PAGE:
Thoughts on Such a Fun Age
Updated: Jun 21
Review: Such a Fun Age by Kiley Reid.
'But I don't need you to be mad that it happened. I need you to be mad that it just like ... happens' (Such a Fun Age: Kiley Reid).
'Alex was alone, and the one thing that she still had was the freedom to follow the narrative that suited her best.' (Such a Fun Age: Kiley Reid).
**Trigger warnings: race and racism, sometimes subtle sometimes overt, inter-racial relationships and class**
The story follows Emira within her life as she babysits for a wealthy white couple. It starts with Emira being stopped by a store security guard as he accuses her of kidnapping the five year old child she is baby-sitting. As the story unfolds we see Emira trying to make changes within her life as she tries to move from being broke to 'having a proper job' and her employer, Alex, trying to form relationships and progress her career which has shifted since she had children and moved out of the city.
What others have said
"Reid constructs a plot so beautifully intricate and real and fascinating that readers will forget it's also full of tough questions about race, class and identity....With this entertaining novel, Reid subverts our notions of what it means to write about race and class in America, not to mention what it means to write about love. In short, it's a great way to kick off 2020." - Washington Post.
"A searing commentary on race and privilege." - Refinery29
"To call this a novel about race would be to diminish its considerable powers, just as to focus on race alone is to diminish a human being. It skillfully interweaves race-related explorations with astute musings on friendship, motherhood, marriage, love and more, underlining that there's so much more to us than skin. This is the calling card of a virtuoso talent, a thrilling millennial spin on the 19th-century novel of manners that may call to mind another recent literary sensation." - The Guardian
What did I think?
Another book that I loved. I have recommended it to people and was so pleased that I nominated it for a book club read as it meant that I took it off the To Be Read list and got to add it onto my read list. Its caused me to explore other works of fiction which I have also read and I look forward to reading any other novels by Kiley Reid, fingers crossed she is working on something now.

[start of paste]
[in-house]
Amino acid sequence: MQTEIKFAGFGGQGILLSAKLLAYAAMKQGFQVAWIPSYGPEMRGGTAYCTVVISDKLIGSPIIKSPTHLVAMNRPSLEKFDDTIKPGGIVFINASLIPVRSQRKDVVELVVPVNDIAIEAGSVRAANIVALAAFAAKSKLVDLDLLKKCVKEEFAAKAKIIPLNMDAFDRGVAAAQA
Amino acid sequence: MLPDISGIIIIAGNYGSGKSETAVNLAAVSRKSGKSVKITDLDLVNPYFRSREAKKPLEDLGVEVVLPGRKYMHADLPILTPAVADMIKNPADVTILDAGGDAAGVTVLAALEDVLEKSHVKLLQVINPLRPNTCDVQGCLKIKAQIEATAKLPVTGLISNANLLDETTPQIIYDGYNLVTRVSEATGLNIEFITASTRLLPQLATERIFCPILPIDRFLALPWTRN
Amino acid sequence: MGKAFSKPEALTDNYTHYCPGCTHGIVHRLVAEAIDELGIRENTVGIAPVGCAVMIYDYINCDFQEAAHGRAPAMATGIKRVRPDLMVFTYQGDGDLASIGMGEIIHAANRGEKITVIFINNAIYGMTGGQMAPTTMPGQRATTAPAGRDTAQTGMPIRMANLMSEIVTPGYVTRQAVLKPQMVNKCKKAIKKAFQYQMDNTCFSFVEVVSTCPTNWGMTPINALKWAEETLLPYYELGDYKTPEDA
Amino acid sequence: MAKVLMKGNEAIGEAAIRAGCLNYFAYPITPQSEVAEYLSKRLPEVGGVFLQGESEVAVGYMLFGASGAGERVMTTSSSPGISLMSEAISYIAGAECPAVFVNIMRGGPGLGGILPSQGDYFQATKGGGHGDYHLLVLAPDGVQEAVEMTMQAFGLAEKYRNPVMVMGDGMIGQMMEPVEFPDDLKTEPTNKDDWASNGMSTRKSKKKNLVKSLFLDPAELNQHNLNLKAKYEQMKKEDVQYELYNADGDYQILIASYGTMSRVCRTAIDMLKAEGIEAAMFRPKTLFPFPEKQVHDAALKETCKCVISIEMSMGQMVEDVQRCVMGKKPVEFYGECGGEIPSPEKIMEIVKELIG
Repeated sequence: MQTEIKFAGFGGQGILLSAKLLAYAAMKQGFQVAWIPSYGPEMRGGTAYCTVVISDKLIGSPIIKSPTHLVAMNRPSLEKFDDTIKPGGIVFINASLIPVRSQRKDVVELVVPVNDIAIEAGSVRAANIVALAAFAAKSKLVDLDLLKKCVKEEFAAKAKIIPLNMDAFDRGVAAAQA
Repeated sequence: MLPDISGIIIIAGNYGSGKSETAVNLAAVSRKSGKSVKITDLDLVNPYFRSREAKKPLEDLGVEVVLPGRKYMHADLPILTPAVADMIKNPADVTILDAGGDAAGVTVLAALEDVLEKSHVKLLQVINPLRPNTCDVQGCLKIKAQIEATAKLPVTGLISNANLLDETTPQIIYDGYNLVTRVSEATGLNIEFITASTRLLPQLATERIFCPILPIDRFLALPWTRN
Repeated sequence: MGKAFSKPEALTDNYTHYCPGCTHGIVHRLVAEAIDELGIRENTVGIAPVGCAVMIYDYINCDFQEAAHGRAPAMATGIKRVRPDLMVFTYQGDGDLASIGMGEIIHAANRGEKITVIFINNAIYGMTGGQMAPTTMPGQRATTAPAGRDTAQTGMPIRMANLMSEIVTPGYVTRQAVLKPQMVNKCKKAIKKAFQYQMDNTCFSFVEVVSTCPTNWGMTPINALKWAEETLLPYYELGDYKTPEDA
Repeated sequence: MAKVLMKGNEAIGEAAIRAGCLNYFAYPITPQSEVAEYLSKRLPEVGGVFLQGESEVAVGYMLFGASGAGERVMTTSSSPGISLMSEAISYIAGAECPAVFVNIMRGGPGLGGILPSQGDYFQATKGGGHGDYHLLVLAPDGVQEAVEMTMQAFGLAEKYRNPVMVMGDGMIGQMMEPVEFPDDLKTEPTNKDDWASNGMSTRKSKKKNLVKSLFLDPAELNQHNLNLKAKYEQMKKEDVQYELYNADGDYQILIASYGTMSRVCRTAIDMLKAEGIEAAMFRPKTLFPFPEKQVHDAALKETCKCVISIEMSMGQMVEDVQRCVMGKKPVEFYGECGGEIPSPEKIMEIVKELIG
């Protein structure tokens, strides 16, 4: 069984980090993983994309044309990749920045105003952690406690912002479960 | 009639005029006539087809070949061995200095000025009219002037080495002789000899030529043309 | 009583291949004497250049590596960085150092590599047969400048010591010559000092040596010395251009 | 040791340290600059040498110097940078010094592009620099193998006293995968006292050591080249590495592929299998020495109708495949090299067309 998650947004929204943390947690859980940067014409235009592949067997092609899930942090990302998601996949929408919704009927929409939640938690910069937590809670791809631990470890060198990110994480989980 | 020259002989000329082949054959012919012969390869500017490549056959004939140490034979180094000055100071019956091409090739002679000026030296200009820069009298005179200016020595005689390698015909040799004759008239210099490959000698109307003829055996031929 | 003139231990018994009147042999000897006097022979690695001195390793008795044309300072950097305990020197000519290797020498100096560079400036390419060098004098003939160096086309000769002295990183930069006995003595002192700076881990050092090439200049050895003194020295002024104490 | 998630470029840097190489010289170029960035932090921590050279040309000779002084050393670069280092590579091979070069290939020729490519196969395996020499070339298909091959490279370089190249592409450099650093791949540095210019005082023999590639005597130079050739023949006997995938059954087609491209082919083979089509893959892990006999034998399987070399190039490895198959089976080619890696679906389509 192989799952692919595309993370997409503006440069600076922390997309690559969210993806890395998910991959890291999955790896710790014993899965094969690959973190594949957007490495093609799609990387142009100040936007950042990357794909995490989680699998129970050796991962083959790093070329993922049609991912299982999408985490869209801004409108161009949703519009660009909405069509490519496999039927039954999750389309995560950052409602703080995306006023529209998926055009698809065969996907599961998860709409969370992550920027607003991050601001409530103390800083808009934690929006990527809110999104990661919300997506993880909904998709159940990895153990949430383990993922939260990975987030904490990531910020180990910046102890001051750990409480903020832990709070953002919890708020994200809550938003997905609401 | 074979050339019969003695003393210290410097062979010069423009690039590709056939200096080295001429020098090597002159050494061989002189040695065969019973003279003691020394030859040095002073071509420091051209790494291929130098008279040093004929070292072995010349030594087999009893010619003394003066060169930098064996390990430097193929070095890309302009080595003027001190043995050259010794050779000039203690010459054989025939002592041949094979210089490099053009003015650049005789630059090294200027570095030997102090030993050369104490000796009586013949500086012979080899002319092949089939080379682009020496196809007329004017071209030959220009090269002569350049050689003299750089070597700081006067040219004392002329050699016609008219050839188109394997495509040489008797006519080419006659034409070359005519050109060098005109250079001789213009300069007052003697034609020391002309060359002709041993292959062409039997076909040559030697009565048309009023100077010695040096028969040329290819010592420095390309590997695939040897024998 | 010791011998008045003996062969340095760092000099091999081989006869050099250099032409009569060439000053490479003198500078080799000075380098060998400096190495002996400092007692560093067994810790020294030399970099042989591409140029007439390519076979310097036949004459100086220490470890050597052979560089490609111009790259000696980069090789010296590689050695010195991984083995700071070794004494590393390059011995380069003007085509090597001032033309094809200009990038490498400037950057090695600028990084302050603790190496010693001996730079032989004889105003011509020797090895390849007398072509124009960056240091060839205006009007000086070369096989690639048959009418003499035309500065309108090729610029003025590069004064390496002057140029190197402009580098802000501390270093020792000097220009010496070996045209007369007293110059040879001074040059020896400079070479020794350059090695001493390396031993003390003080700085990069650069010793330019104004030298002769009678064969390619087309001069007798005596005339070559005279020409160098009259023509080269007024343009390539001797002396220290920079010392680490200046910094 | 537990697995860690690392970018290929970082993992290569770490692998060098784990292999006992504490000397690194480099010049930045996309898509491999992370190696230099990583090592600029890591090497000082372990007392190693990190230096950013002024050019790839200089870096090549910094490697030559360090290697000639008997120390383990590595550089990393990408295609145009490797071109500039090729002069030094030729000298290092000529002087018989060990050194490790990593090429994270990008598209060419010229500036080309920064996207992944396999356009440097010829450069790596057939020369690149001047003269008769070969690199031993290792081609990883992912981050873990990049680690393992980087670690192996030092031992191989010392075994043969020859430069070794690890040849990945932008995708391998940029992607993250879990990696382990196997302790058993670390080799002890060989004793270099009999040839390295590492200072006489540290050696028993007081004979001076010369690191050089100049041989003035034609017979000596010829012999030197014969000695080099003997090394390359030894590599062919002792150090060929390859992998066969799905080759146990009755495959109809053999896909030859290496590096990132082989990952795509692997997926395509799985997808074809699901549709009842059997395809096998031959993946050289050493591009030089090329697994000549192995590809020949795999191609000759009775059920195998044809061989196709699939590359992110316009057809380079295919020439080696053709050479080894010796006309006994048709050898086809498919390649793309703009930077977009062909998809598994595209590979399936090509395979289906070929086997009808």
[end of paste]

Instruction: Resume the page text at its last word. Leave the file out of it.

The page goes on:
The way on which Kiley Reid is able to explore complex issues, aside from race means this is a thought-provoking read and I agree with The Guardian review that this book considers far more. The author has explored this sensitively with no judgement upon the reader - you either see it or you don't. If you don't see it you have a nice book to read with some interesting twists but if you do see it you are really thinking all the way through. I found the issues of relationships within the book fascinating and there are so many to explore.
The only slight downside I could fine with the book was the lack of exploration concerning Peter and Alex both in terms of their relationship but also Peter's own misdemeanours which were touched upon but not fully covered. To be fair this may have made the story too much, but personally I am always interested and I like everything covered.
This book seems particularly relevant at the moment as the world (hopefully) begins to see how the privilege we have maybe systematically dis-empowering those around us, what action we would take if we saw a similar situation taking place in front of us and how we as members of the public 'benefit' from this oppression. I found it fascinating and further highlighted to be the privileged position that I occupy within society on the basis of my ethnicity, education and financial means. I read it prior to the murder of George Floyd and the societal response to this and was pleased as it had allowed me to further consider my own knowledge of my privilege.
Star rating: 4* (out of 5)
Will I read it again?: Yes, I look forward to exploring the novel again as I feel that I may see different matters when I read it again.